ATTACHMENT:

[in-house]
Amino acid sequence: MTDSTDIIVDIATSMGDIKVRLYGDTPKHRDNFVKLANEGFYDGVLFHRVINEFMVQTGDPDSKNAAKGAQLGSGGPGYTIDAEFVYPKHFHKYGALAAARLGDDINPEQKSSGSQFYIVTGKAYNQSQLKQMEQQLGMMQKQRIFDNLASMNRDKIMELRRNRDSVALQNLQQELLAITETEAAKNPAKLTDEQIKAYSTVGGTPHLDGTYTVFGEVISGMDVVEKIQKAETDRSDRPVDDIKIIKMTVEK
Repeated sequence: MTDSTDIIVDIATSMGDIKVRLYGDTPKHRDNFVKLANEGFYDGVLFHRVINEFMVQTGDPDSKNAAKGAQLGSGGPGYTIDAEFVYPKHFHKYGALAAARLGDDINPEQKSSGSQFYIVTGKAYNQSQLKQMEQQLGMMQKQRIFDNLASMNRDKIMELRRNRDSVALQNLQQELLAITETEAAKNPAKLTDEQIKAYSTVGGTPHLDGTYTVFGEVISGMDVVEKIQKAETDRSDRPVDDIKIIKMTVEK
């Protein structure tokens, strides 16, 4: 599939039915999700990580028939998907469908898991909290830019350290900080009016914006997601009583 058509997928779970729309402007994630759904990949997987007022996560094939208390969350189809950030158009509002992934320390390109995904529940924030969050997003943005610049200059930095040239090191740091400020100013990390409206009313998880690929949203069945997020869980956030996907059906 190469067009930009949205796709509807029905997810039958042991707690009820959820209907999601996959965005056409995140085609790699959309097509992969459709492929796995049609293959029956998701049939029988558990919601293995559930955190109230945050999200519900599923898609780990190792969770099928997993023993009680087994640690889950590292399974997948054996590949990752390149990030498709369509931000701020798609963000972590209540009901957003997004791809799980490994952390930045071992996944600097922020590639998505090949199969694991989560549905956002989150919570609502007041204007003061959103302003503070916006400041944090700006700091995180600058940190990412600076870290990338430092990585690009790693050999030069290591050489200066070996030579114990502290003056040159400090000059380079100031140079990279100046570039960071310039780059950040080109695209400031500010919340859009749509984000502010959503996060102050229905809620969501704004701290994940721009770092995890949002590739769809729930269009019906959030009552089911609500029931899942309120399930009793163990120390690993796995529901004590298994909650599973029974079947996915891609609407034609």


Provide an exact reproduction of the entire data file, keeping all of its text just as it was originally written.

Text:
[in-house]
Amino acid sequence: MTDSTDIIVDIATSMGDIKVRLYGDTPKHRDNFVKLANEGFYDGVLFHRVINEFMVQTGDPDSKNAAKGAQLGSGGPGYTIDAEFVYPKHFHKYGALAAARLGDDINPEQKSSGSQFYIVTGKAYNQSQLKQMEQQLGMMQKQRIFDNLASMNRDKIMELRRNRDSVALQNLQQELLAITETEAAKNPAKLTDEQIKAYSTVGGTPHLDGTYTVFGEVISGMDVVEKIQKAETDRSDRPVDDIKIIKMTVEK
Repeated sequence: MTDSTDIIVDIATSMGDIKVRLYGDTPKHRDNFVKLANEGFYDGVLFHRVINEFMVQTGDPDSKNAAKGAQLGSGGPGYTIDAEFVYPKHFHKYGALAAARLGDDINPEQKSSGSQFYIVTGKAYNQSQLKQMEQQLGMMQKQRIFDNLASMNRDKIMELRRNRDSVALQNLQQELLAITETEAAKNPAKLTDEQIKAYSTVGGTPHLDGTYTVFGEVISGMDVVEKIQKAETDRSDRPVDDIKIIKMTVEK
């Protein structure tokens, strides 16, 4: 599939039915999700990580028939998907469908898991909290830019350290900080009016914006997601009583 058509997928779970729309402007994630759904990949997987007022996560094939208390969350189809950030158009509002992934320390390109995904529940924030969050997003943005610049200059930095040239090191740091400020100013990390409206009313998880690929949203069945997020869980956030996907059906 190469067009930009949205796709509807029905997810039958042991707690009820959820209907999601996959965005056409995140085609790699959309097509992969459709492929796995049609293959029956998701049939029988558990919601293995559930955190109230945050999200519900599923898609780990190792969770099928997993023993009680087994640690889950590292399974997948054996590949990752390149990030498709369509931000701020798609963000972590209540009901957003997004791809799980490994952390930045071992996944600097922020590639998505090949199969694991989560549905956002989150919570609502007041204007003061959103302003503070916006400041944090700006700091995180600058940190990412600076870290990338430092990585690009790693050999030069290591050489200066070996030579114990502290003056040159400090000059380079100031140079990279100046570039960071310039780059950040080109695209400031500010919340859009749509984000502010959503996060102050229905809620969501704004701290994940721009770092995890949002590739769809729930269009019906959030009552089911609500029931899942309120399930009793163990120390690993796995529901004590298994909650599973029974079947996915891609609407034609």